Trans and gender non-conforming Americans facing barriers to voting

Rachel Badham October 24, 2020

A new study by the UCLA School of Law has found that out of 965,000 eligible trans voters in the US, 42% don’t have the correct identification which may prevent them from voting in the upcoming elections. The study discusses the ‘unique obstacles’ trans and gender non-conforming people face when trying to obtain identification documents that reflect their gender identity which means many have difficulty registering to vote. In some states, trans people may require a note from a doctor, a court order or an amended birth certificate to receive appropriate ID – all of which are not accessible to all citizens.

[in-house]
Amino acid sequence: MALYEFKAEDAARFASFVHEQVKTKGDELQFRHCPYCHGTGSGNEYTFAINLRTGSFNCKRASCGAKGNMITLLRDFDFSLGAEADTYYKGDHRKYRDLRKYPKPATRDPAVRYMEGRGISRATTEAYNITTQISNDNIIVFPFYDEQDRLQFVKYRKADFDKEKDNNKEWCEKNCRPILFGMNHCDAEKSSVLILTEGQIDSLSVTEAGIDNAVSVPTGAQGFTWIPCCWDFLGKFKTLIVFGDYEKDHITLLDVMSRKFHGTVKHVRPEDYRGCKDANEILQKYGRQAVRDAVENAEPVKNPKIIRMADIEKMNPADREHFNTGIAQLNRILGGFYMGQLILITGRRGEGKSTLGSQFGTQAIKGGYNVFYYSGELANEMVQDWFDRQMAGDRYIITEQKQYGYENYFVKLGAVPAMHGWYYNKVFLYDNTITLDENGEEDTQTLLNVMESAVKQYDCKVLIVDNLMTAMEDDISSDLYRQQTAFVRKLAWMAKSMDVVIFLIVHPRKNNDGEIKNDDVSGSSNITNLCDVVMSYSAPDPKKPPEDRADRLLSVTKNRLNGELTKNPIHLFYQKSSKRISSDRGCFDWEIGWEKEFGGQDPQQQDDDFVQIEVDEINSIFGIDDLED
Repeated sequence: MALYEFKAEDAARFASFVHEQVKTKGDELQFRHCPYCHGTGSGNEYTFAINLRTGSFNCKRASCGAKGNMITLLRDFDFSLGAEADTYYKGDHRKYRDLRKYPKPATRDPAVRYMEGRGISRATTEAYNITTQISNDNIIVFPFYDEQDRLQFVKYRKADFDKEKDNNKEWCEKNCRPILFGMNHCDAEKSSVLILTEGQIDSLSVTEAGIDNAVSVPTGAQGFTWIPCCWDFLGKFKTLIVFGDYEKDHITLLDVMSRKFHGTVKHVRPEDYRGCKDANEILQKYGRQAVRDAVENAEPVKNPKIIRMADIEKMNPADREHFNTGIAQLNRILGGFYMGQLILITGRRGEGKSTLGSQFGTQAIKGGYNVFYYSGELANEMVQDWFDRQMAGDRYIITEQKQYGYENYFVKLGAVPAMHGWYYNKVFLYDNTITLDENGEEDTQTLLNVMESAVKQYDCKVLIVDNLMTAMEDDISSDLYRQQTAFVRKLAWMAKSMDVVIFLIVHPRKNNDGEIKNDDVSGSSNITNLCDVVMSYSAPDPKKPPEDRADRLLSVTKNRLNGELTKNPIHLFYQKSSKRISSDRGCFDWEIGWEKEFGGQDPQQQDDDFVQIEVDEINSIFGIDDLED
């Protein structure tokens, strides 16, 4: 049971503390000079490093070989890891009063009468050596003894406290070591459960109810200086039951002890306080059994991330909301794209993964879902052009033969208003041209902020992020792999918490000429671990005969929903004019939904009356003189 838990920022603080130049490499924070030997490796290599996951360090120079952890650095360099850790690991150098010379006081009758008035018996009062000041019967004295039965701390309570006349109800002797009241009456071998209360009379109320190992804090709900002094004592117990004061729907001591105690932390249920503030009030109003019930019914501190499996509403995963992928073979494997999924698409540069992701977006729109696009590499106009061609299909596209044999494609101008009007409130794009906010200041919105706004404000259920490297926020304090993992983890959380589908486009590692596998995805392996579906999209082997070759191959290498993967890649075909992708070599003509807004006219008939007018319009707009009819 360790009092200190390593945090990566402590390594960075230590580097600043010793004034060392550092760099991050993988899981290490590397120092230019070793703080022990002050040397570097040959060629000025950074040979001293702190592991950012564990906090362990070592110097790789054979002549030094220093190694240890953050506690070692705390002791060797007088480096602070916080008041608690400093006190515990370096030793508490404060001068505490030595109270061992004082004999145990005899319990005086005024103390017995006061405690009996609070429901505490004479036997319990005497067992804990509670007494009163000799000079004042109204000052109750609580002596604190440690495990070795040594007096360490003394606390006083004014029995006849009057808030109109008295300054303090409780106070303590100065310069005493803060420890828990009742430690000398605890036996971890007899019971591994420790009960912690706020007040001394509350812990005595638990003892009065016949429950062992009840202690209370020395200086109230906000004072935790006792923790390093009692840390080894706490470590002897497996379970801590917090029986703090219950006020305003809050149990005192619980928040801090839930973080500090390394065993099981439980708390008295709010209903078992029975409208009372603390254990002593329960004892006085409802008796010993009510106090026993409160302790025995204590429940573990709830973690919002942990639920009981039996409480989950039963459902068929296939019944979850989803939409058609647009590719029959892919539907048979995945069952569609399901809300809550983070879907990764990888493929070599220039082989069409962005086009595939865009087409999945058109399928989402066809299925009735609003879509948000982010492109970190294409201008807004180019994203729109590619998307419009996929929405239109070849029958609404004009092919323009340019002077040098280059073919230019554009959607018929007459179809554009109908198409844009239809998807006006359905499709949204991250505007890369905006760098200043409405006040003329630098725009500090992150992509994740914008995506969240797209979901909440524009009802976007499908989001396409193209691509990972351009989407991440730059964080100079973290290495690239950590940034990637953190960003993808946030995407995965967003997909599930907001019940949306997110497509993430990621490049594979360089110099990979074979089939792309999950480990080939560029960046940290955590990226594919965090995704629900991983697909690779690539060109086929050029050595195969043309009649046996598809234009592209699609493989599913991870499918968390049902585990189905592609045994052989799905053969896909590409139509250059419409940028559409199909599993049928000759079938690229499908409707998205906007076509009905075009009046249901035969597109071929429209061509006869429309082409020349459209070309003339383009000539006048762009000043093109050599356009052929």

It also notes in states with stricter voter ID laws, citizens may have to present government-issued photo ID at the polls and will not be able to vote if they are unable to do so. Approximately 81,000 trans people could face disenfranchisement in strict photo ID states. Noah Grey Rosenzweig, a 22-year-old trans man from Washington, D.C., spoke to CBS News about the issue, saying he had a ‘lot of anxiety’ surrounding voting day.

However, he continued he still intends to vote: “My vote feels important for the people who may not be able to [vote as well] or the trans people who feel like it’s too much, I respect that and I want to make sure that I can do that for them, for myself as well. Even if the stakes were not as high I would still cast my vote, but the thing is the stakes are always high.”